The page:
Big Oil's Big Profits Stir Political Pressure

Jan. 25, 2006 — -- A gusher of impressive quarterly and annual profits for the oil industry is going to attract a lot of attention on Wall Street and Capitol Hill in the coming week.

ConocoPhillips kicked off the fourth-quarter earnings season for big oil on Wednesday with an impressive $13.5 billion annual profit, up 66 percent from its 2004 performance. The rest of the major integrated oil and gas firms will march out their end-of-year books during the coming week and a half.

Investors will likely be pleased by record profits, but a rising chorus of outrage from oil company detractors will likely spur some political heat for the firms.

"The oil companies are making great gains in this environment of high prices, but consumers are paying the price," said Athan Manuel, an environmental lobbyist at U.S. Public Interest Research Group. "These are phenomenal profits -- they're expected but completely out of line with what's right for the average American consumer who has to use their car to get to work."

It was this sentiment that spurred Congress to act last year. In November the chief executives of the five major oil companies -- ExxonMobil, ChevronTexaco, BP, Royal Dutch Shell and ConocoPhillips -- were forced to testify on their record third-quarter profits.

New Tax Proposals

The political fallout included several proposals to impose a "windfall profits tax" on the industry in an effort to compensate consumers for spending big bucks on fueling their cars and heating their homes.

After the televised hearings most of the proposals faded away, but two remain.

The measures, which have passed the Senate but not the House, would alter the current tax code to impose higher bills on big oil by reducing tax credits and trimming some accounting methods that benefit their bottom lines.

"I doubt that the House will go along with any windfall profit taxes, including the current Senate actions," said Andy LaPerriere, managing director at ISI Group. "Don't expect any legislative moves. I think that stalemate is the likely outcome. The hearings last fall were an effort by congressional Republicans to distance themselves from the energy companies."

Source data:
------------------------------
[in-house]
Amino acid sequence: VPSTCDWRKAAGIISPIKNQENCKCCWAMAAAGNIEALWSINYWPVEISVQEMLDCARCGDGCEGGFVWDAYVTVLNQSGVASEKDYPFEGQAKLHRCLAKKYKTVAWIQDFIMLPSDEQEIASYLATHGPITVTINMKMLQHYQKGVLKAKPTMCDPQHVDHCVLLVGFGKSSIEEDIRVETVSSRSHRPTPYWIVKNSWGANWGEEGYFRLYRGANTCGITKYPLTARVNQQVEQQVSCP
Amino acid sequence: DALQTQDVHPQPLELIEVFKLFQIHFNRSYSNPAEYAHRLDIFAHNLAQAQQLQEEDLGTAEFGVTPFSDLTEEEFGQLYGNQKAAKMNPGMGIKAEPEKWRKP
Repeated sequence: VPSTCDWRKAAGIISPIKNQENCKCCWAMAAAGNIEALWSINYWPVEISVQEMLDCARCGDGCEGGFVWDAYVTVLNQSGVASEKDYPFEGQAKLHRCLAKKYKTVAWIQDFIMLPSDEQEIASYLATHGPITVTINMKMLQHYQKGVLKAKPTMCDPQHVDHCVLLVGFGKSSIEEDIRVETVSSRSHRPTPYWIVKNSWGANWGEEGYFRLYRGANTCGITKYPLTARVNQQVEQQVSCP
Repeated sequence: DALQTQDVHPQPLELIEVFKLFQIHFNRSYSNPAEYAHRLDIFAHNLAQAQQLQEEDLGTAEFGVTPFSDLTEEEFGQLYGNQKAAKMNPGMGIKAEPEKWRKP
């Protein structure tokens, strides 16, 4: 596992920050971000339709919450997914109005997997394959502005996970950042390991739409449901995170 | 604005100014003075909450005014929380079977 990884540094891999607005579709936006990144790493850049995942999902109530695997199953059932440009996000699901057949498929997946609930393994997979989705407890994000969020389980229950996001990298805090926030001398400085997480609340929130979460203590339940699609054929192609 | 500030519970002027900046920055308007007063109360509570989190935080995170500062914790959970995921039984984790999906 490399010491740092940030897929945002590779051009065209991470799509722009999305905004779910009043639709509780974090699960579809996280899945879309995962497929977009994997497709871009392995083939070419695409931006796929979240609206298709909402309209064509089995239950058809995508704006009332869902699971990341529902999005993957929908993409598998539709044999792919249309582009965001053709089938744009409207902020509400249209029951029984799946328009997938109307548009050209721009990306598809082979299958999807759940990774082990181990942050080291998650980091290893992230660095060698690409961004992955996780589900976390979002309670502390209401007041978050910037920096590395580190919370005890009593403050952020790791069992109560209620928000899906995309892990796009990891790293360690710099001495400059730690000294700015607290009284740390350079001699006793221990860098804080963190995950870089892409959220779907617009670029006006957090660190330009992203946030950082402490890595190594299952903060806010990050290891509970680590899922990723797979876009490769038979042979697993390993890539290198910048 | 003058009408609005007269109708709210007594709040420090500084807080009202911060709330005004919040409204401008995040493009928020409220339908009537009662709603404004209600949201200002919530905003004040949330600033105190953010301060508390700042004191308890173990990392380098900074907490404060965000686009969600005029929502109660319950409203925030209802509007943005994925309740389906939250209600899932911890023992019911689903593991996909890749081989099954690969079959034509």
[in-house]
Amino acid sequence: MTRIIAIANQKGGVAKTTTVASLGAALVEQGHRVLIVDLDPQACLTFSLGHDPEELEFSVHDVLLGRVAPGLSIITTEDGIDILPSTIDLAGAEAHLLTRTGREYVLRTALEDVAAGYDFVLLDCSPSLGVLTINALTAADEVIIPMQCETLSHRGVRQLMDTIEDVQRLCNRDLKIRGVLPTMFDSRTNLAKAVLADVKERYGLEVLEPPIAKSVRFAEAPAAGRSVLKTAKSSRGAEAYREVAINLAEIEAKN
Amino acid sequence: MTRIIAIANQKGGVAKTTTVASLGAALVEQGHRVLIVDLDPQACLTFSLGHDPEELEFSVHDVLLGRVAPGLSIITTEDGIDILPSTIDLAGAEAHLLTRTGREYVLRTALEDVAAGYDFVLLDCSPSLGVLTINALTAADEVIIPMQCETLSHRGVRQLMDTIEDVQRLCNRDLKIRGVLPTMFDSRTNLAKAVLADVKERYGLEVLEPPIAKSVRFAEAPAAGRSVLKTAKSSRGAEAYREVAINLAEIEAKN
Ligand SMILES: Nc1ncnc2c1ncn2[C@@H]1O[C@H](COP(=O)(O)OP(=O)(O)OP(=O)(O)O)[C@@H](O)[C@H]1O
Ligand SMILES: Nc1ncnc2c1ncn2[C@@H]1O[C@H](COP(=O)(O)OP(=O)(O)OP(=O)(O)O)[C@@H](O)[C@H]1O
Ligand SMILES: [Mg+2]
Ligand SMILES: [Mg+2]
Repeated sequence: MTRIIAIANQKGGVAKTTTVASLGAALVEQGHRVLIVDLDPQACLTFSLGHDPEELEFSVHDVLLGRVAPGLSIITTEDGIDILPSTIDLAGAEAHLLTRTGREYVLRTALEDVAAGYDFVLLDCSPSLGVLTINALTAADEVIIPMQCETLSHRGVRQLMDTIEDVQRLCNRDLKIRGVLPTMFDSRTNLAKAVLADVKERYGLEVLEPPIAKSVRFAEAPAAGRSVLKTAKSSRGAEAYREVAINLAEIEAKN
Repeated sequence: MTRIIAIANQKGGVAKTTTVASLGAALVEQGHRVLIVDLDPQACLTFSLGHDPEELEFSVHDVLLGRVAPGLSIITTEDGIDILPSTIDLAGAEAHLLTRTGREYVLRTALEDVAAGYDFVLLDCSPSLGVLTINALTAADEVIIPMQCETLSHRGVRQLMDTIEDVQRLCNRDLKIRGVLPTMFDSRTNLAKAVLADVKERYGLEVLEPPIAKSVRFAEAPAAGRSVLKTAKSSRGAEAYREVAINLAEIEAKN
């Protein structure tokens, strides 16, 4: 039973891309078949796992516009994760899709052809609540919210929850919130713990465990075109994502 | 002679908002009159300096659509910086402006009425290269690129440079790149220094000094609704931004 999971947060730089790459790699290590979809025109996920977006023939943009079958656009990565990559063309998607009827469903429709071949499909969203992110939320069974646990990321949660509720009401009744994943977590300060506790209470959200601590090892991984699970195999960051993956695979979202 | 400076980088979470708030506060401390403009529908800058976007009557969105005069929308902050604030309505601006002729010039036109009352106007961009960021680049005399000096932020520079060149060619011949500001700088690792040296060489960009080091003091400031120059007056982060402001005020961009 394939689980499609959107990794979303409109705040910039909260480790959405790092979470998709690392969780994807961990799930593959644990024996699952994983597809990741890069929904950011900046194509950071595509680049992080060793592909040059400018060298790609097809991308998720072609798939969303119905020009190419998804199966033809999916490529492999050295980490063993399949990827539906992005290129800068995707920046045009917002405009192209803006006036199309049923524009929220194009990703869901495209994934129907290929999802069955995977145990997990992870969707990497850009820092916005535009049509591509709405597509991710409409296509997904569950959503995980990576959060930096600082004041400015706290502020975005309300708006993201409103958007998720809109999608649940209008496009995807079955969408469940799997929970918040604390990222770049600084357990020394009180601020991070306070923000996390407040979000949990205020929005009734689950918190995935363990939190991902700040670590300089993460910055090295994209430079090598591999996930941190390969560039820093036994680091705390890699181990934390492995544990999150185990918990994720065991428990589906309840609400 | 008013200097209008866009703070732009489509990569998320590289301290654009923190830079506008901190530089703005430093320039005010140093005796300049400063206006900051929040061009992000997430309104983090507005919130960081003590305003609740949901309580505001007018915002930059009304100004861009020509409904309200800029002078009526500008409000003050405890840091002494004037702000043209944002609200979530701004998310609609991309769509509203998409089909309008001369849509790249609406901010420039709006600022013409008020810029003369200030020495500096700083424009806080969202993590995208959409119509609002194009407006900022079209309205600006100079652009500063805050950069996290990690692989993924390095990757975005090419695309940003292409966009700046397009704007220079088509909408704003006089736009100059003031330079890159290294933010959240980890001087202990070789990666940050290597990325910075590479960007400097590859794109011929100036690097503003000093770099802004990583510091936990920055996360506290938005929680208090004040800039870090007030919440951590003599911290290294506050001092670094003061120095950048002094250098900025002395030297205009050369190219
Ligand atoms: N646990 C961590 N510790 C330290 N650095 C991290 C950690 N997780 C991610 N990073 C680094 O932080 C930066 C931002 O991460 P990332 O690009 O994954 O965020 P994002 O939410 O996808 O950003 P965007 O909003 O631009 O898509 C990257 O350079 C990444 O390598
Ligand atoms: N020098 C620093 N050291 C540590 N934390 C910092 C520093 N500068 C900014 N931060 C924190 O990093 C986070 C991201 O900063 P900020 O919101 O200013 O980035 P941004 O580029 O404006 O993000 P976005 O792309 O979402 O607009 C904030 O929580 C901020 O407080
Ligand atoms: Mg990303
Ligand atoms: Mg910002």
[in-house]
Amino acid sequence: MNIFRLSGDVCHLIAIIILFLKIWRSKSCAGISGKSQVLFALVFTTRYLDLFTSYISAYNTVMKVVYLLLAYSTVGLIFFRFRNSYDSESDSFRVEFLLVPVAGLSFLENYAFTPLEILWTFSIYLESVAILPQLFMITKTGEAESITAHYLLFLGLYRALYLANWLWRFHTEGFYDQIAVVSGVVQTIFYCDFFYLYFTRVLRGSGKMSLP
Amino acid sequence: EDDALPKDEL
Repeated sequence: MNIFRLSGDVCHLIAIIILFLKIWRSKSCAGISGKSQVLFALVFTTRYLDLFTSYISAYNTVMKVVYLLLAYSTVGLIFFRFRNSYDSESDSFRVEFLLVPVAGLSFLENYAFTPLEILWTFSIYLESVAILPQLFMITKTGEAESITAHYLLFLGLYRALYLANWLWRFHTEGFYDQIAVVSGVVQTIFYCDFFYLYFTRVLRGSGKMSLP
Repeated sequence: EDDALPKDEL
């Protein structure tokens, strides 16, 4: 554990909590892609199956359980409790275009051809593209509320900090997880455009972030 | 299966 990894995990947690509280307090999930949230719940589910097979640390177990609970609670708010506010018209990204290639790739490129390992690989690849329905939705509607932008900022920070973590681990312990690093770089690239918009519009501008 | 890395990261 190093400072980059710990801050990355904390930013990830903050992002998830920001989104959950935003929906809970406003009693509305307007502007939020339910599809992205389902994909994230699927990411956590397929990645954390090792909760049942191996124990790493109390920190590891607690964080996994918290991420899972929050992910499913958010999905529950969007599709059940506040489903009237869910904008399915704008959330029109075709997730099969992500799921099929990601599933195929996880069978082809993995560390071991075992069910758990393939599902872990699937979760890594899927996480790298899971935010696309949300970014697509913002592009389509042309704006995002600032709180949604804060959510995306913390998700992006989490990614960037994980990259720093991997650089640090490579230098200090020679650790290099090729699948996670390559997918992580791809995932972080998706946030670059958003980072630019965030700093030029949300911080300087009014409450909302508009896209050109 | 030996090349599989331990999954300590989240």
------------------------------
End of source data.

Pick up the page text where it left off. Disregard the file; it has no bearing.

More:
Election-Year Pressure Expected

Even if there's a low risk of new legislation, the oil industry is trying to get out in front of the political rhetoric, which will heat up during this election year.

Its new theme is designed to humanize an industry that is seen by many as the ultimate in faceless, heartless big business.

"Some people and politicians who have been attacking the industry seem to think that our companies are owned by space aliens," said John Felmy, chief economist for the American Petroleum Institute. "It's as though simply taking money from or criticizing a company is not going to affect millions of Americans who have invested in it."

Felmy says more than 40 percent of oil company shares are owned by average-income Americans, either directly or through mutual funds or pension plans. That, they argue, means many consumers who pay more at the pump actually benefit from the industry's improved financial returns.

The industry also says government regulation would likely lead to even higher prices for consumers.

"Markets work, if you let them," said John Felmy, chief economist for the American Petroleum Institute. "Clearly, with $60 oil, anybody who can get a project into production and sell oil is going to be doing that."

New Investors Move In

The steep price of oil seems to attract significant investment in production. According to API data, the major oil companies plowed about $86 billion of their profits into expanding oil-production capacity in the U.S.

This new investment is likely the only way the industry has to cool public and political heat.

But the price of oil is set on the public markets, which use razor-thin margins between global supplies and demand as a reason for near-record prices.

Because new capacity takes years to come online -- in large part due to stiff regulation of refineries and crude production in the United States -- the national political debate over oil company profits will likely continue for the near future.